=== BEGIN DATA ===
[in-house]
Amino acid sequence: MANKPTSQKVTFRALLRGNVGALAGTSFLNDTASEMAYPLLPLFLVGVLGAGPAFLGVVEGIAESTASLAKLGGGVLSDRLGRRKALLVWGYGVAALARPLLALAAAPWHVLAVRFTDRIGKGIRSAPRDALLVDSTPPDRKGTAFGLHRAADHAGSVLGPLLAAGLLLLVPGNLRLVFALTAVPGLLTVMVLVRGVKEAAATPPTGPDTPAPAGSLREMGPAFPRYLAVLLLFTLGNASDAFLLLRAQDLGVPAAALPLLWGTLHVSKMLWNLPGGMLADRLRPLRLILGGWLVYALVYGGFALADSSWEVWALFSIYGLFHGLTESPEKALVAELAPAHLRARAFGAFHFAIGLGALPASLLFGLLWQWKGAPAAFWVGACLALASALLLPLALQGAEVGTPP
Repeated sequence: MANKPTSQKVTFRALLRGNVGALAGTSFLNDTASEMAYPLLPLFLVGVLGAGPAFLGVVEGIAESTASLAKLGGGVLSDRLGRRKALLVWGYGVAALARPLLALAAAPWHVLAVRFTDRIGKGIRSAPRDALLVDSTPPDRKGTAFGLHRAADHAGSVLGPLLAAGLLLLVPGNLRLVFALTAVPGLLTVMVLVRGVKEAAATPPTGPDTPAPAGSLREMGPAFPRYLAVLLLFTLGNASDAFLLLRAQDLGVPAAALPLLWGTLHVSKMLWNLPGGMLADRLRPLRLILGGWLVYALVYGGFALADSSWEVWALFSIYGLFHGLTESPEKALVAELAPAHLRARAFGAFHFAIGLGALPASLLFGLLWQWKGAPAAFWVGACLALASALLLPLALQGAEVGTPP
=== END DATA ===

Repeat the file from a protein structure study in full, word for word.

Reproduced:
[in-house]
Amino acid sequence: MANKPTSQKVTFRALLRGNVGALAGTSFLNDTASEMAYPLLPLFLVGVLGAGPAFLGVVEGIAESTASLAKLGGGVLSDRLGRRKALLVWGYGVAALARPLLALAAAPWHVLAVRFTDRIGKGIRSAPRDALLVDSTPPDRKGTAFGLHRAADHAGSVLGPLLAAGLLLLVPGNLRLVFALTAVPGLLTVMVLVRGVKEAAATPPTGPDTPAPAGSLREMGPAFPRYLAVLLLFTLGNASDAFLLLRAQDLGVPAAALPLLWGTLHVSKMLWNLPGGMLADRLRPLRLILGGWLVYALVYGGFALADSSWEVWALFSIYGLFHGLTESPEKALVAELAPAHLRARAFGAFHFAIGLGALPASLLFGLLWQWKGAPAAFWVGACLALASALLLPLALQGAEVGTPP
Repeated sequence: MANKPTSQKVTFRALLRGNVGALAGTSFLNDTASEMAYPLLPLFLVGVLGAGPAFLGVVEGIAESTASLAKLGGGVLSDRLGRRKALLVWGYGVAALARPLLALAAAPWHVLAVRFTDRIGKGIRSAPRDALLVDSTPPDRKGTAFGLHRAADHAGSVLGPLLAAGLLLLVPGNLRLVFALTAVPGLLTVMVLVRGVKEAAATPPTGPDTPAPAGSLREMGPAFPRYLAVLLLFTLGNASDAFLLLRAQDLGVPAAALPLLWGTLHVSKMLWNLPGGMLADRLRPLRLILGGWLVYALVYGGFALADSSWEVWALFSIYGLFHGLTESPEKALVAELAPAHLRARAFGAFHFAIGLGALPASLLFGLLWQWKGAPAAFWVGACLALASALLLPLALQGAEVGTPP